Yanis Varoufakis warned of EU’s crippling debt as bloc struggles with Covid recovery

Varoufakis issues warning on ‘puny’ EU recovery fund

The EU’s , in what should be the beginning of the end of the coronavirus pandemic, took yet another blow this week. It came as Austria’s Chancellor accused the bloc of unfairly distributing among member states. His allegation exposed the fact that certain EU nations have several times more vaccines than others.

The charge could prove yet another hindrance to the EU’s recovery effort, following weeks of controversy surrounding a stalled vaccination programme and recovery fund.

Attention has previously been brought to the mountains of debt currently blanketing the bloc and how individual countries might struggle to overcome this.

Yanis Varoufakis, Greece’s former finance minister, a prominent critic of the EU, has previously drawn attention to the EU’s .

His arguments suggest that the bloc could face further obstacles in overcoming the health crisis.

In 2015, shortly after leaving his role in the Hellenic Parliament, he told a Ted Talk how the EU’s economic situation was harming its democratic process, setting out “an economic case for an authentic democracy”.

He said: “I want to ask you to join me in believing again that Lee Kuan Yew, the Chinese Communist Party and indeed the Eurogroup are wrong in believing that we can dispense with democracy – that we need an authentic, boisterous, democracy.

“Without , our societies will be nastier, our future bleak, and our great new technologies wasted.

“Speaking of waste, allow me to point out an interesting paradox that is threatening our economies as we speak.

“I call it the twin peaks paradox.

“One peak is the mountain of debt that has been casting a long shadow over the US, Europe, the whole world.

“Few people discern its twin: a mountain of idle cash belonging to rich savers and corporations too terrified to invest it into the productive activities that can generate the incomes from which you can extinguish the mountain of debts, and which can produce all those things that humanity desperately needs, like green energy.”

The EU has since embarked on its so-called “green recovery” plan to help economic and caused by the pandemic.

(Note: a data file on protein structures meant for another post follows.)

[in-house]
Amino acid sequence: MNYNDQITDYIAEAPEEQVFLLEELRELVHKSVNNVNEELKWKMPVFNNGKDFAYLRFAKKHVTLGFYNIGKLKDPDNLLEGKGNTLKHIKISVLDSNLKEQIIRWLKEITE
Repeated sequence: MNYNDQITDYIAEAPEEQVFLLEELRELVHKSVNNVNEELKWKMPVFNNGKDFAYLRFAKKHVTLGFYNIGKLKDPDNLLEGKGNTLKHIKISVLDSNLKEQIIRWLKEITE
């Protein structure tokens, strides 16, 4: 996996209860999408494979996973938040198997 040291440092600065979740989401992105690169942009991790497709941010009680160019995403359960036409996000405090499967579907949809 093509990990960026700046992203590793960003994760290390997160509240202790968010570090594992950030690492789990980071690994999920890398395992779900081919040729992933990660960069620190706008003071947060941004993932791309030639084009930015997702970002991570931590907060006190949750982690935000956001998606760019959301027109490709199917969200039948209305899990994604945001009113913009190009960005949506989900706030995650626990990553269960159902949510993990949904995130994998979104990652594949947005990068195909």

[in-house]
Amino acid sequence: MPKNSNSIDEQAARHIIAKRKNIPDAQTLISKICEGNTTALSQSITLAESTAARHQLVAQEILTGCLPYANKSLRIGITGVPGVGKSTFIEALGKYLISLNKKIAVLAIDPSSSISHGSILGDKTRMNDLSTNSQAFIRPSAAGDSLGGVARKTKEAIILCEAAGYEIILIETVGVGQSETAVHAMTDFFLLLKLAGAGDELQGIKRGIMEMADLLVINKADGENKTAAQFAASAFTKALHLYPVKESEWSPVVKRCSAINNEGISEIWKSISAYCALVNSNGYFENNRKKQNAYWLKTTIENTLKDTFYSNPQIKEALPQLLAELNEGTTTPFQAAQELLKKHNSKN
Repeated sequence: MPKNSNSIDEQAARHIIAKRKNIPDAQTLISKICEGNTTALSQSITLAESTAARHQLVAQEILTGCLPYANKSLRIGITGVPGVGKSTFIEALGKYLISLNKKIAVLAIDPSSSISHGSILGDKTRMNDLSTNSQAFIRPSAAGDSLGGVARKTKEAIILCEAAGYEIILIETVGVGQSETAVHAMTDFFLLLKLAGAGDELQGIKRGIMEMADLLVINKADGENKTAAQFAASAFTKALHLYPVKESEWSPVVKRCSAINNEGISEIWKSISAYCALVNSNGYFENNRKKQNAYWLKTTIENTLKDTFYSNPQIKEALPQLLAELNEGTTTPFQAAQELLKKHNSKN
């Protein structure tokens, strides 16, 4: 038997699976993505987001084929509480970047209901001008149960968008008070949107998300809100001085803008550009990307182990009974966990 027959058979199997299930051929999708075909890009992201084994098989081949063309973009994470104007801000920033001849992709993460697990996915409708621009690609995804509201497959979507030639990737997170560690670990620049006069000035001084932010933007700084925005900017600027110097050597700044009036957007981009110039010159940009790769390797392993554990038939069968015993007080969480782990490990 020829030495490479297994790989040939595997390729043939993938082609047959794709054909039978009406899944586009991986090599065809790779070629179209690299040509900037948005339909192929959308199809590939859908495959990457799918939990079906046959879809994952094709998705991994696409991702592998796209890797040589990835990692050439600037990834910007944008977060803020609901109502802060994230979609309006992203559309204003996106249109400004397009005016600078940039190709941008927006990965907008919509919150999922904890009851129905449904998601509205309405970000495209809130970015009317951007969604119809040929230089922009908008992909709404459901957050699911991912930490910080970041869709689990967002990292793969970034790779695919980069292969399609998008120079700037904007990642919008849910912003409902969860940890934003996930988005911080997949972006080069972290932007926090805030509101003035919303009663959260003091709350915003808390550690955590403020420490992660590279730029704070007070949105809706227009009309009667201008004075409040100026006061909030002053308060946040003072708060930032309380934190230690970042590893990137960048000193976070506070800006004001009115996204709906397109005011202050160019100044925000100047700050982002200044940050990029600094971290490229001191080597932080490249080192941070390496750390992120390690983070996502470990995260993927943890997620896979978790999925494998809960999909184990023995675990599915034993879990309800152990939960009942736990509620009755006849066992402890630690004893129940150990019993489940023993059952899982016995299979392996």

Things did not at first go to plan, however, with many member states unwilling to agree to shared debt.

The deal was eventually passed through the EU Parliament but only after much deliberation.

While many have hailed it as the next chapter for a further integrated Europe, others are more wary.

The EU’s predecessor, the (EEC), was founded on the promise of financial restraint, with shared debt against the rules.

Collective debt will now cover each 27-member state, involving €750billion (£677billion) in grants and loans, with a further €360billion (£322billion) in low-interest loans.

A handful of countries fear that the EU’s entrenched financial crisis – government debt is up to 95.1 percent of GDP in the euro area – could further harm al (ECB) and International Monetary Fund (IMF) following the 2008 financial crash are scheduled to 2040.

Money added to this as part of an ongoing recovery could be crippling.

Many of Europe’s southern nations have been hardest hit by the health crisis, including Spain and Italy.

The latter’s party spokesman, Sergio Montanaro, told that the EU funds “bind countries to the EU”.

He said this will make it harder for countries to distance themselves from the bloc and recover independently.

Italy looks set to receive the bloc’s largest loan and grant – a €222billion (£194bn) package, of which €85bn (£74bn) is in grants, while €124bn (£108bn) will be given in loans.


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